7. Partisanship or Statesmanship? • Since the Constitution mandates that a contingent election be held immediately, and since Jefferson and Burr would not have received a majority of the electoral vote, the House would have held an election among the top five electoral vote-getters. In such a case, the lame-duck Federalist House could have chosen to elect Pinckney, Adams, or even Jay. Moreover, if the House had chosen to elect one of the Federalist candidates, the lame-duck Federalist Senate would then have chosen between Jefferson and Burr for the Vice Presidency. • Some argue that by recognizing Georgia’s submission as legitimate, Jefferson made a quick decision in statesmanship, arguably saving the country from a worse predicament. Without clear rules from the founders for resolving such a dispute, the matter could have devolved into a clash of legal formalisms with unclear rules. • Others see Jefferson’s action as self-interested for the lame-duck Federalist House would have surely chosen one of their own as president.

  8. Lame-Duck President John Adams • In 1798, during the undeclared war with France, Adams created the first standing Army with Alexander Hamilton in charge of the troops. • Yet Adams reversed course, dissolved the Army in June 1800, and urged a peaceful solution to the conflict. • After the election, the Jeffersonian governors of Pennsylvania and Virginia threatened to call out their state militias to march on the new Capitol in Washington if the Federalists did not recognize the legitimacy of the 1800 election and their displacement by the Jeffersonians. • If Hamilton’s Army had remained in the field, the Jeffersonian threat to call out the militia would have been without teeth.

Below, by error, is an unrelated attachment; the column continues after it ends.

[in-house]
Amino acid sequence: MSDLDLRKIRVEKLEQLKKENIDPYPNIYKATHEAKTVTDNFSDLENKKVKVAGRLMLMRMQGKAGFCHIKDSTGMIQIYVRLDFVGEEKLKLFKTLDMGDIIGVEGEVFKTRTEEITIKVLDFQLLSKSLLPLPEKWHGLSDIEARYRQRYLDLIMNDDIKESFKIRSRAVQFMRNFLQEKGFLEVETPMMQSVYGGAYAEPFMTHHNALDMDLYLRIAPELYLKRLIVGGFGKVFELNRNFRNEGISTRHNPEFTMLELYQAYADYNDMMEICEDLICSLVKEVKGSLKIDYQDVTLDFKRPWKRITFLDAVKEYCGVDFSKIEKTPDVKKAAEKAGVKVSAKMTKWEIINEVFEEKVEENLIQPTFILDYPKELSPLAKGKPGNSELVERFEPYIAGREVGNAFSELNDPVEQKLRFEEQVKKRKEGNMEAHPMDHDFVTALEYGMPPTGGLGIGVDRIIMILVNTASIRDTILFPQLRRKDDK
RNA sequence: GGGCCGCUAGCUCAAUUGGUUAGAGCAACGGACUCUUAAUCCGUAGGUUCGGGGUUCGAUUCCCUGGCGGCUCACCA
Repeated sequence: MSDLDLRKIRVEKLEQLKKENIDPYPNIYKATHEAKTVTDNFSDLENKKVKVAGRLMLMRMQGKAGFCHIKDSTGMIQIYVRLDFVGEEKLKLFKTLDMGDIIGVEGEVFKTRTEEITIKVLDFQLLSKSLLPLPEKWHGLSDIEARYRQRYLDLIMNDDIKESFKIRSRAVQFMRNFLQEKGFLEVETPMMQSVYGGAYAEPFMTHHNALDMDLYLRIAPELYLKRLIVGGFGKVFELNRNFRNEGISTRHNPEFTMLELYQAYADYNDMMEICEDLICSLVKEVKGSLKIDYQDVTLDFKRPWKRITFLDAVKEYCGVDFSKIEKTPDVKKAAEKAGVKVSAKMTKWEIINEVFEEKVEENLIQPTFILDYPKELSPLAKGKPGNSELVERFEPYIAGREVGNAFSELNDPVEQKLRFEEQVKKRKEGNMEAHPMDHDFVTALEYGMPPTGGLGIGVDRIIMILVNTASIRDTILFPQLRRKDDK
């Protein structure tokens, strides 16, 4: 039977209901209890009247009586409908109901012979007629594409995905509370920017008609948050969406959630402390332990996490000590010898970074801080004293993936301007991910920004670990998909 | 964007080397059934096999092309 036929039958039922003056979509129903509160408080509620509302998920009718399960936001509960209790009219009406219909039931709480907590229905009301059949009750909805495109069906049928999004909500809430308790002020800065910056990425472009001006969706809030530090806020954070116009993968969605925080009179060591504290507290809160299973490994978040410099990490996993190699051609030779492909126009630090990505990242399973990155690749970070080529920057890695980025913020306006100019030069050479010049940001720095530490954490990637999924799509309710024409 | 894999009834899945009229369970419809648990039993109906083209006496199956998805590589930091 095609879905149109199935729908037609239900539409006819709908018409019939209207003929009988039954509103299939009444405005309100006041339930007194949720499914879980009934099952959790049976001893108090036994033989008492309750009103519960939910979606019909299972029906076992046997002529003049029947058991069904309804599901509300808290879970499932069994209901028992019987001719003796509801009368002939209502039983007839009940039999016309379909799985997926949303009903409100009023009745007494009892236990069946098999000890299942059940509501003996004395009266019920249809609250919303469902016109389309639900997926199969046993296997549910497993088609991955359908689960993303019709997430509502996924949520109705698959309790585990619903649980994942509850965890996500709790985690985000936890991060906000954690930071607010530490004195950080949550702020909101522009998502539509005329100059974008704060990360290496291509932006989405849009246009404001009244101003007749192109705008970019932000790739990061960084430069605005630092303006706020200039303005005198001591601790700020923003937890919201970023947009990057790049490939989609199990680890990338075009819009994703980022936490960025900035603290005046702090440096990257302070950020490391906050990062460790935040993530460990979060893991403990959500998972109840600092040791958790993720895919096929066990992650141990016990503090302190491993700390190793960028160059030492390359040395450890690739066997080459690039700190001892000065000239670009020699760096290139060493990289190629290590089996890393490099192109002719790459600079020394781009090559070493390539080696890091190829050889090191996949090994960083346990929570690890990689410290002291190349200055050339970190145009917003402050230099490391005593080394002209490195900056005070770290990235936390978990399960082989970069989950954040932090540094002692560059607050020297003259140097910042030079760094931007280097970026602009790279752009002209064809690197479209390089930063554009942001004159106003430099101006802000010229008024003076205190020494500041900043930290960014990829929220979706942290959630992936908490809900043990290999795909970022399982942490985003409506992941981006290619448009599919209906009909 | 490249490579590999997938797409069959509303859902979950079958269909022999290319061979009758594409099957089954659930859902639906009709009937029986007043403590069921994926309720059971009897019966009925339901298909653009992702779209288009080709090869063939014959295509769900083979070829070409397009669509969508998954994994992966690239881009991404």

9. Aaron Burr • Burr could have fought for the presidency but chose to travel to Albany to attend his daughter’s wedding and remained there throughout the conflict in the House. • Alexander Hamilton said he supported Jefferson because he was “by far not so dangerous a man” as Burr and was also reported to say "At least Jefferson was honest.“ • When it became clear that Burr would not be asked to run again with Jefferson, Burr sought the New York governorship in 1804, but was badly defeated by forces led by Hamilton. • Burr eventually killed Hamilton in a duel that year. Aaron Burr Alexander Hamilton

  10. Rep. James Bayard (F-DE) • When it seemed the Federalists were about to vote for Aaron Burr, Bayard is believed to have followed the advice of Alexander Hamilton and persuaded his Federalist colleagues to abstain from voting, and therefore throw the presidency to Jefferson. • It was also believed Bayard struck a deal with Jefferson, to refrain from the wholesale removal of Federalists from appointed positions. While never proved, when he took office Jefferson allowed the Federalist office holders to remain employed.

  11. Amendment XII • To avert another crisis, the 12th Amendment was ratified in 1804. • It specified that the electoral votes for president and vice president be distinct. • “The electors shall meet in their respective states and vote by ballot for President and Vice-President . . . they shall name in their ballots the person voted for as President, and in distinct ballots the person voted for as Vice-President.”

  12. Amendment XX • “The Lame Duck Amendment.” • Ratified in 1933. • Changed the terms of incoming members of Congress and the President. • Under the initial Constitution, new officeholders begin their service on March 4th. • “The terms of the President and Vice President shall end at noon on the 20th day of January, and the terms of Senators and Representatives at noon on the 3d day of January, of the years in which such terms would have ended if this article had not been ratified; and the terms of their successors shall then begin.”

  13. Conclusion • Was it the statesmanship of all of these actors that resulted in a victory for Jefferson, and a victory for the constitutional order with a peaceful resolution struck without constitutional or military crisis? • Is it the case that similarly disputed elections in 1824, 1876, 1960, and 2000 also resulted in acts of statesmanship in order to avert constitutional crises? • For more information, see THE FAILURE OF THE FOUNDING FATHERS: JEFFERSON, MARSHALL, AND THE RISE OF PRESIDENTIAL DEMOCRACY, by Bruce Ackerman. Cambridge: The Belknap Press of Harvard University Press, 2005. • ALEXANDER HAMILTON, by Ron Chernow. New York: The Penguin Press, 2004.